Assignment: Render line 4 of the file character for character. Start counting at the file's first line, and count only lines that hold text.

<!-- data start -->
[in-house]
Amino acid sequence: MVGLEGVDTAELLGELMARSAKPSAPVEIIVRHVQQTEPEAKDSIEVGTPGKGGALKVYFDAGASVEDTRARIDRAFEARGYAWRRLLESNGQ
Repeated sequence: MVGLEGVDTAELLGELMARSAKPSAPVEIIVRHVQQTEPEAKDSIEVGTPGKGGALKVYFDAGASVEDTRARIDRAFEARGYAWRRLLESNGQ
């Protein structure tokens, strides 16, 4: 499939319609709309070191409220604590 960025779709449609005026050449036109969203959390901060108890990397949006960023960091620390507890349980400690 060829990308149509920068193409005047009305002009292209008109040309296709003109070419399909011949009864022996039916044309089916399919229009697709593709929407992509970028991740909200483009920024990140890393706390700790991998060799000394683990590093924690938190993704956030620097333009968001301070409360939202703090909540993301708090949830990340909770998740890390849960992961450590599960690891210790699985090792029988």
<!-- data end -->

């Protein structure tokens, strides 16, 4: 499939319609709309070191409220604590 960025779709449609005026050449036109969203959390901060108890990397949006960023960091620390507890349980400690 060829990308149509920068193409005047009305002009292209008109040309296709003109070419399909011949009864022996039916044309089916399919229009697709593709929407992509970028991740909200483009920024990140890393706390700790991998060799000394683990590093924690938190993704956030620097333009968001301070409360939202703090909540993301708090949830990340909770998740890390849960992961450590599960690891210790699985090792029988």